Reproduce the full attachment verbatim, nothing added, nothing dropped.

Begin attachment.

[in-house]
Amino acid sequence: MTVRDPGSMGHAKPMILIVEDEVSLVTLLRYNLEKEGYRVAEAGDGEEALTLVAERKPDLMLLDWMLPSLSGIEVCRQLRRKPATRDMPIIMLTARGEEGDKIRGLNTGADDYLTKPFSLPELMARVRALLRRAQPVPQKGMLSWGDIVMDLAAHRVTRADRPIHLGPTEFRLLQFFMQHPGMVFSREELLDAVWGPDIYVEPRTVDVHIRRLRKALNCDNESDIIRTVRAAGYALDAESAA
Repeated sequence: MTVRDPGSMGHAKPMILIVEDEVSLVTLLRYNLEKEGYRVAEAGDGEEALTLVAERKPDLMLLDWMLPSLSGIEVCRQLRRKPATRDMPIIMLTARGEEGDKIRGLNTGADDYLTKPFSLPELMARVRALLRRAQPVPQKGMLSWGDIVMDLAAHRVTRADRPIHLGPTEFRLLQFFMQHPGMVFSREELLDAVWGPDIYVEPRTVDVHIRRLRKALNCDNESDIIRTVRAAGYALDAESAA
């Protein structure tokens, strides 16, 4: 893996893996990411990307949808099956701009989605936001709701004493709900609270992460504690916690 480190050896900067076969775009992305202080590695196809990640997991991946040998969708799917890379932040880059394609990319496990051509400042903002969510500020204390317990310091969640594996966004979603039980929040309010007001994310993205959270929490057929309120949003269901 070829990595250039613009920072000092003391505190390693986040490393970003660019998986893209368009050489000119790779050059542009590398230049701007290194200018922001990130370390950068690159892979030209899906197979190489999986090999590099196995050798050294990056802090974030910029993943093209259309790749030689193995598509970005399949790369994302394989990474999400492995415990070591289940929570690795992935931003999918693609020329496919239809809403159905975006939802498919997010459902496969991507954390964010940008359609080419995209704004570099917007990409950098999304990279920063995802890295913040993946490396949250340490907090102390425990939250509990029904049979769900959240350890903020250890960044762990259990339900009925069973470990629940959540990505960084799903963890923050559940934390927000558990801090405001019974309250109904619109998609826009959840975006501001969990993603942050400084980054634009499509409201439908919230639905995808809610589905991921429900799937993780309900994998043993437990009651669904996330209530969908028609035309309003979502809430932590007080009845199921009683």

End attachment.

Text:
[in-house]
Amino acid sequence: MTVRDPGSMGHAKPMILIVEDEVSLVTLLRYNLEKEGYRVAEAGDGEEALTLVAERKPDLMLLDWMLPSLSGIEVCRQLRRKPATRDMPIIMLTARGEEGDKIRGLNTGADDYLTKPFSLPELMARVRALLRRAQPVPQKGMLSWGDIVMDLAAHRVTRADRPIHLGPTEFRLLQFFMQHPGMVFSREELLDAVWGPDIYVEPRTVDVHIRRLRKALNCDNESDIIRTVRAAGYALDAESAA
Repeated sequence: MTVRDPGSMGHAKPMILIVEDEVSLVTLLRYNLEKEGYRVAEAGDGEEALTLVAERKPDLMLLDWMLPSLSGIEVCRQLRRKPATRDMPIIMLTARGEEGDKIRGLNTGADDYLTKPFSLPELMARVRALLRRAQPVPQKGMLSWGDIVMDLAAHRVTRADRPIHLGPTEFRLLQFFMQHPGMVFSREELLDAVWGPDIYVEPRTVDVHIRRLRKALNCDNESDIIRTVRAAGYALDAESAA
């Protein structure tokens, strides 16, 4: 893996893996990411990307949808099956701009989605936001709701004493709900609270992460504690916690 480190050896900067076969775009992305202080590695196809990640997991991946040998969708799917890379932040880059394609990319496990051509400042903002969510500020204390317990310091969640594996966004979603039980929040309010007001994310993205959270929490057929309120949003269901 070829990595250039613009920072000092003391505190390693986040490393970003660019998986893209368009050489000119790779050059542009590398230049701007290194200018922001990130370390950068690159892979030209899906197979190489999986090999590099196995050798050294990056802090974030910029993943093209259309790749030689193995598509970005399949790369994302394989990474999400492995415990070591289940929570690795992935931003999918693609020329496919239809809403159905975006939802498919997010459902496969991507954390964010940008359609080419995209704004570099917007990409950098999304990279920063995802890295913040993946490396949250340490907090102390425990939250509990029904049979769900959240350890903020250890960044762990259990339900009925069973470990629940959540990505960084799903963890923050559940934390927000558990801090405001019974309250109904619109998609826009959840975006501001969990993603942050400084980054634009499509409201439908919230639905995808809610589905991921429900799937993780309900994998043993437990009651669904996330209530969908028609035309309003979502809430932590007080009845199921009683």